Complex Problems

john.loughney at john.loughney at
Thu Jan 9 07:17:17 CET 2003


> I'm sorry, I think this is directly relevent to the list's discussion topic. My
> message was in response to Marshall's proposal for the IETF to not do any
> architecture work and just do engineering for other SDOs that bring their
> architecture and requirements to IETF, but I believe this has in fact been
> happening for some time now with respect to 3GPP, and I believe it has led to
> some significant problems, and a monumental increase in work load for the ADs as
> they do the technical liason. 

Well, 3GPP interaction with the IETF is only really relevant for 2002.  There was
not much 3GPP-specific work prior to that.  I think the problems we are discussing
existed earlier than that, so I don't see that 3GPP is directly relevant.  In
fact, 3GPP has been working quite nicely with the IETF in the IPv6 and IPv6OPs
working groups, as well as others.  There has been some divergence, perhaps,
with the SIPPING working group - but I'd venture to say that SIP as a protocol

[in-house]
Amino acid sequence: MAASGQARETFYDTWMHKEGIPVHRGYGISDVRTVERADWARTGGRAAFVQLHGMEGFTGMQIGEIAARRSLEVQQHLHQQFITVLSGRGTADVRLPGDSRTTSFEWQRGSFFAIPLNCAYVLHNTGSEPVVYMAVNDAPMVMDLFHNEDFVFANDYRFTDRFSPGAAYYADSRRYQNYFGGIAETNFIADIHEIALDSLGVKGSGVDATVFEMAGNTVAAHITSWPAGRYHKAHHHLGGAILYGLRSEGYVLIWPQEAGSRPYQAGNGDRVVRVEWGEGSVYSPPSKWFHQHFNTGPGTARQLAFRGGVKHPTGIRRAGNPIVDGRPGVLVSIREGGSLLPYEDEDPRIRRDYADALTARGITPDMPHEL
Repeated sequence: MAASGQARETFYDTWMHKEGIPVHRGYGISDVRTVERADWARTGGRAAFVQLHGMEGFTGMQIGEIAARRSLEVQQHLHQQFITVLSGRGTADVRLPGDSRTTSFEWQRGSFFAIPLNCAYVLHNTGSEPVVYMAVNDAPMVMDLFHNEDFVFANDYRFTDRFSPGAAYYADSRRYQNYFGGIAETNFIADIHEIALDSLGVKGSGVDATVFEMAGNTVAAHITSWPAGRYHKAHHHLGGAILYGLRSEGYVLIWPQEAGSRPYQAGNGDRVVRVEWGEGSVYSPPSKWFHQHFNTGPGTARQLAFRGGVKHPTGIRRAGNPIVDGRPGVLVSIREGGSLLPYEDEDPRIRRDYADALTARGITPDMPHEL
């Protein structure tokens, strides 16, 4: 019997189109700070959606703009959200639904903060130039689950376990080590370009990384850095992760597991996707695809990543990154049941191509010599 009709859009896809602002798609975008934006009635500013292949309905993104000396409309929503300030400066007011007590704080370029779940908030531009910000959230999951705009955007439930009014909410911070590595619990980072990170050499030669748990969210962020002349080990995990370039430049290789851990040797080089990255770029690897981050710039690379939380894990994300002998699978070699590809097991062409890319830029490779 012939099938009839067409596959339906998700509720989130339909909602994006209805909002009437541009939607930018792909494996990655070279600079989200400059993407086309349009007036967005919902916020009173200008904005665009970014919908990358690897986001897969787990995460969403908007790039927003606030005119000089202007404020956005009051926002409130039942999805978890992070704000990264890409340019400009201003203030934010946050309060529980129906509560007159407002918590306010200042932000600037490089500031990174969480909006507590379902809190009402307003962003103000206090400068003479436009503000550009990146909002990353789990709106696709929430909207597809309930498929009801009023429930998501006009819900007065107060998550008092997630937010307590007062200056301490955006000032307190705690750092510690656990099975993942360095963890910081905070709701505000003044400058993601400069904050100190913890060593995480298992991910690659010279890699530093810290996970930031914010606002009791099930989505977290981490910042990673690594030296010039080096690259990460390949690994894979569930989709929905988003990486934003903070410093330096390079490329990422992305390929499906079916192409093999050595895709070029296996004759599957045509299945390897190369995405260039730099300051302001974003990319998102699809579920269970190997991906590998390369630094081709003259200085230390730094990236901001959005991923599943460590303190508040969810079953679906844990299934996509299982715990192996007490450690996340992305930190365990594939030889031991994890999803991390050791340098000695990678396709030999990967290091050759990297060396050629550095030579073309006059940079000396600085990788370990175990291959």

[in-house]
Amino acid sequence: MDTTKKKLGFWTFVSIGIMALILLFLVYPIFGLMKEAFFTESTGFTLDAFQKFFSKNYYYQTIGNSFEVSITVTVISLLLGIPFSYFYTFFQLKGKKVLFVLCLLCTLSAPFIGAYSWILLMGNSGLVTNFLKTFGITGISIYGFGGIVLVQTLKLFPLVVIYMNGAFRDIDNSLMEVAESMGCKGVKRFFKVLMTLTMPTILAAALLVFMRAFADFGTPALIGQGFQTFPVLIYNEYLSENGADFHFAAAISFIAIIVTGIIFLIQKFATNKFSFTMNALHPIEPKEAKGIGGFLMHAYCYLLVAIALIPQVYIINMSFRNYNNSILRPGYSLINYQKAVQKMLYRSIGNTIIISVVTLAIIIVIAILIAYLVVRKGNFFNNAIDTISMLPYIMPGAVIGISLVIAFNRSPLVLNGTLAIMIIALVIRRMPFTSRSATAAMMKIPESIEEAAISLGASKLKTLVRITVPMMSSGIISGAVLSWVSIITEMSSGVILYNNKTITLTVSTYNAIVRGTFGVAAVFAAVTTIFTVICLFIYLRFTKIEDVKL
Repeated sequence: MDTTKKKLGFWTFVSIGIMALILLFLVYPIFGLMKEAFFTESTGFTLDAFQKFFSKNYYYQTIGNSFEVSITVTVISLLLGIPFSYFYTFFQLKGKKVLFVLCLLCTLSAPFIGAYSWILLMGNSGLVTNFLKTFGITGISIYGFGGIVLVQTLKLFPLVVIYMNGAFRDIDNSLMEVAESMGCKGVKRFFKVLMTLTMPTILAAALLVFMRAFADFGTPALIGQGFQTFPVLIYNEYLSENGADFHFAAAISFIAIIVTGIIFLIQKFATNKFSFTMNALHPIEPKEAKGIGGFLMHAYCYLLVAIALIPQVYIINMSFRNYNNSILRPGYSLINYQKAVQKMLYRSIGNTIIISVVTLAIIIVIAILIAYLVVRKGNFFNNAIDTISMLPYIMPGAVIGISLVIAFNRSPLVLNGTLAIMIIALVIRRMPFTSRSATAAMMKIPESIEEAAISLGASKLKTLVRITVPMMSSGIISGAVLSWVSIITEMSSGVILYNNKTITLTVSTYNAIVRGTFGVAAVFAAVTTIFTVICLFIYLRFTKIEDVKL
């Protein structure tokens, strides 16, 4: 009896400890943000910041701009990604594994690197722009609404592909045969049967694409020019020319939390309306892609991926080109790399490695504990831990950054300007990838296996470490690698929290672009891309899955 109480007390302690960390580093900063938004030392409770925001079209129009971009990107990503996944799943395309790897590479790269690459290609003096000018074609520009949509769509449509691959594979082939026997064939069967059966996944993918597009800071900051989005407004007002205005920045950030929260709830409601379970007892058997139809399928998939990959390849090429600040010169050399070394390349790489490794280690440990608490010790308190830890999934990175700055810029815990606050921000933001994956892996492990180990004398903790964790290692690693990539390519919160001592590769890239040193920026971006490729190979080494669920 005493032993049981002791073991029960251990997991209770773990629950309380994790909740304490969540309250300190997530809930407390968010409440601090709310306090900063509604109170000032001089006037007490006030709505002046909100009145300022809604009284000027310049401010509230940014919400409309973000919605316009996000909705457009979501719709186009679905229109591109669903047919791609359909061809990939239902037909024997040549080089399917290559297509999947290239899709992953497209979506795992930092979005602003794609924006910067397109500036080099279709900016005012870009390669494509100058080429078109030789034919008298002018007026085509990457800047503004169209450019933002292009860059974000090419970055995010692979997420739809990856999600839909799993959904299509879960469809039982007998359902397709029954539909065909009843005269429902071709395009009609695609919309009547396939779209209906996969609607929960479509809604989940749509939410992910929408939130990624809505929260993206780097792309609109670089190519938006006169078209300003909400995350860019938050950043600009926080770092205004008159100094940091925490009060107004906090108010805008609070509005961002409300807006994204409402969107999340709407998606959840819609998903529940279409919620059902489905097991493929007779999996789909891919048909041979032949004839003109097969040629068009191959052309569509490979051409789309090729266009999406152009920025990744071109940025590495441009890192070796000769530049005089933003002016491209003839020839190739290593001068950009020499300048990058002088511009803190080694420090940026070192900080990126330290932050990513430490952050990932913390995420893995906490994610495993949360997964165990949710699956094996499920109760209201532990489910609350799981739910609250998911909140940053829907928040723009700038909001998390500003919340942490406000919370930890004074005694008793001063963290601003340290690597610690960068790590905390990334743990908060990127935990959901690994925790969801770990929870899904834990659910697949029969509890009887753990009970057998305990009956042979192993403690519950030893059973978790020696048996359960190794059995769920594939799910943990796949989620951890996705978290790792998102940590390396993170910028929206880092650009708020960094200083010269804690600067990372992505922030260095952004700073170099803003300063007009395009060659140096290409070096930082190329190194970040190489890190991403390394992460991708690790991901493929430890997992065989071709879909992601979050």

has required quite much work in order to be deployable on the Internet - not
to mention interworking with the PSTN (but that is much more of an IETF-ITU 
laison), so there would have been much SIP work without 3GPP last year in
any way.

For the record, I do think the IETF should be doing architecture work of some
sorts, and I'd say that the amount we are doing is about right.  However, 
better education and promotion of the architecture work is needed to be
done here inside of the IETF & the responsible parties to do this are probably 
the work group chairs.

> The ADs, WG chairs, and WG members not associated
> with the other SDO could simply roll over and not push back on requests that
> violate basic Internet architectural principles, but, to their credit, the folks
> involved in the 3GPP liason have not done that. Rather, they have attempted to
> educate 3GPP on why the Internet architecture is as it is and also tried to show
> 3GPP how their requirements could be met in a way that is consistent with the
> Internet architecuture. But this comes at a massive cost in time for the ADs.
> So if IESG work overload is a problem, then this is one 
> contributing factor.

As John Klensin stated, perhaps this is more of an issue of management techniques
and style more than anything else.  I'd also suggest that part of any
percieved overload can be directly attibutable to the success of IP and IP
protocols.  It stands to reason that as IP is deployed in more places and
for more reasons then we will have more and more work for the IETF.  If
not managed well, work overload comes as a cost.


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